The IFRC and National Red Cross Societies are currently addressing the most urgent needs of over 100,000 people through seven simultaneous humanitarian operations in Colombia, Belize, Costa Rica, Panamá, Guatemala, Nicaragua and Honduras. The situation is especially severe in Nicaragua, Honduras, and Guatemala, where more than 6 million people have been affected by heavy rains, floods, and landslides. In-depth damage and needs assessments are ongoing but results from all rapid assessments conducted so far paint a bleak humanitarian picture in both the short and medium term.
Felipe del Cid, Head of the IFRC’s Disaster Response Unit in the Americas, said: “Millions of people still need immediate humanitarian support: shelter, health care, psychosocial support, access to food, clean water, sanitation, and hygiene facilities. We are talking about a huge disaster, exacerbating an already ruinous combination of COVID-19, poverty and inequality in the region.These overlapping crises are making our operation one of the most complex we have ever mounted. The support of the international community is urgent to protect lives and livelihoods”.
On 8 November, the IFRC launched an Emergency Appeal for 20 million Swiss Francs to assist 75,000 of the worst affected people in Guatemala, Honduras, and Nicaragua for at least 18 months. Currently only 58% funded, the appeal focuses on rebuilding and repairing damaged shelters, improving access to clean water, sanitation and hygiene facilities, addressing health needs, including COVID-19 prevention measures, and providing psychosocial support. The operation will also seek to address the mid-term consequences, such as the hurricanes’ impact on livelihoods and displacement.
“Eta and Iota have wiped out livestock, destroyedtools,harvests and farming areas, and impacted popular tourist spotsacross a region that was already facing an economic crisis related to COVID-19 and where the incomes of thousands of families had already been severely depleted. People are at risk of resorting to coping strategiessuch as selling their animals and properties,eating less food, andabandoning their homes to look for new ways of generating income”, added del Cid.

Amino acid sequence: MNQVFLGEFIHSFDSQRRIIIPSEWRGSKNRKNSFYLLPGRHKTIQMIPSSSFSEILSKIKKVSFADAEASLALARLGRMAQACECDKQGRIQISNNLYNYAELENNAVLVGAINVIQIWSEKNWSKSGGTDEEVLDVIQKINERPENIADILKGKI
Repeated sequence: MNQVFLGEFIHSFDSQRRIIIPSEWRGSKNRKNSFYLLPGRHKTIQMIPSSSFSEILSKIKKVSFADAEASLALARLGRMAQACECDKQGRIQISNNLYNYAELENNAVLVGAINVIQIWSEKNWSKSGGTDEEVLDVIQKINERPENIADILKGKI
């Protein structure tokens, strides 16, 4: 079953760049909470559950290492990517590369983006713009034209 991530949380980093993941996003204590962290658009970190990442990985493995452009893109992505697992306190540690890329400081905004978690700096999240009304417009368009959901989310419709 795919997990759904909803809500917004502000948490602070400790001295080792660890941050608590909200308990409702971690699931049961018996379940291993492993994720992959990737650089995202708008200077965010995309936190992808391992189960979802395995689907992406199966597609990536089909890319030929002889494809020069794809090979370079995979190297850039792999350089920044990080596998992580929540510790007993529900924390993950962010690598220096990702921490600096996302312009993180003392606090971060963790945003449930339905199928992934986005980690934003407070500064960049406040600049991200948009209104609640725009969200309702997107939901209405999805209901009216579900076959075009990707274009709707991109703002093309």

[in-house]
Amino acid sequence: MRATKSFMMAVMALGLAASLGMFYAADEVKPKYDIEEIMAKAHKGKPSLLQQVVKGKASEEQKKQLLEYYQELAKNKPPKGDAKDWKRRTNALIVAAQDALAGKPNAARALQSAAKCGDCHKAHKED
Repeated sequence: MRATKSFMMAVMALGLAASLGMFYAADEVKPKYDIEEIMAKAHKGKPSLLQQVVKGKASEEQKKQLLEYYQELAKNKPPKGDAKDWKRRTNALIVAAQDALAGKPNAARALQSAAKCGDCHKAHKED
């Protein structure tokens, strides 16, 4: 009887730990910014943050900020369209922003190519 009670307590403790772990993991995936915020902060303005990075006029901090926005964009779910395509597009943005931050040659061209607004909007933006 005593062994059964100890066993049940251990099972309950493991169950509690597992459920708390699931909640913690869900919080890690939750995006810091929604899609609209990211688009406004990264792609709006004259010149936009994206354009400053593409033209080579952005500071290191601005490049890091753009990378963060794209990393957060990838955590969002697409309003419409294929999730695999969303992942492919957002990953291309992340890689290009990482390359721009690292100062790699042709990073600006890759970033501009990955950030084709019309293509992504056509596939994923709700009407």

History has shown that hurricanes can cause displacement influxes as the loss of housing and livelihoods fuel unemployment and lead to increased movement of people to urban centres. Eta and Iota also represent a challenge for returned populations. InGuatemala and Honduras,some of the areas hit hardest have also welcomed large groups of returned people whose journeys have not ended in the way they expected. Figures on unemployment, poverty, and vulnerability were already high due to COVID-19 and will very likely deteriorate due to Eta and Iota.
Audiovisual materials including high quality B-roll and images available to download and use here.
Vichada: the Colombian Red Cross accompanies communities with comprehensive services at the border
By Melissa Monzon
“When should we wash our hands?” asks Sergio Gutierrez, to three children who have been listening to him very carefully. The children respond in chorus “Before eating, after going to the bathroom…”, one of the kids looks at Sergio doubtfully, and Sergio looks back at him as if saying You can do it. “…and after playing”, answers the little one with the pride that a student shows when he has learned the lesson.
These children, who are from Venezuela, have been participating in the recreational activities carried out by the Colombian Red Cross in the municipality of Puerto Carreño, capital of the department of Vichada, Colombia.
“We carry out close, pedagogical work with children, teenagers, expectant and nursing mothers, especially on the current issue that is COVID-19. Through recreational activities and characters, whether puppets or working with volunteers, we have been able to interact with families, to continue raising awareness and creating space for reflection on issues that meet the needs of the population”, says Sergio, a psychologist who moved from his native Bucaramanga to Vichada to take care of the Colombian Red Cross’ protective space, where children, teenagers and adults learn by playing, strengthening their bonds and providing them with a protective environment with actions focused on mental health and psychosocial well-being.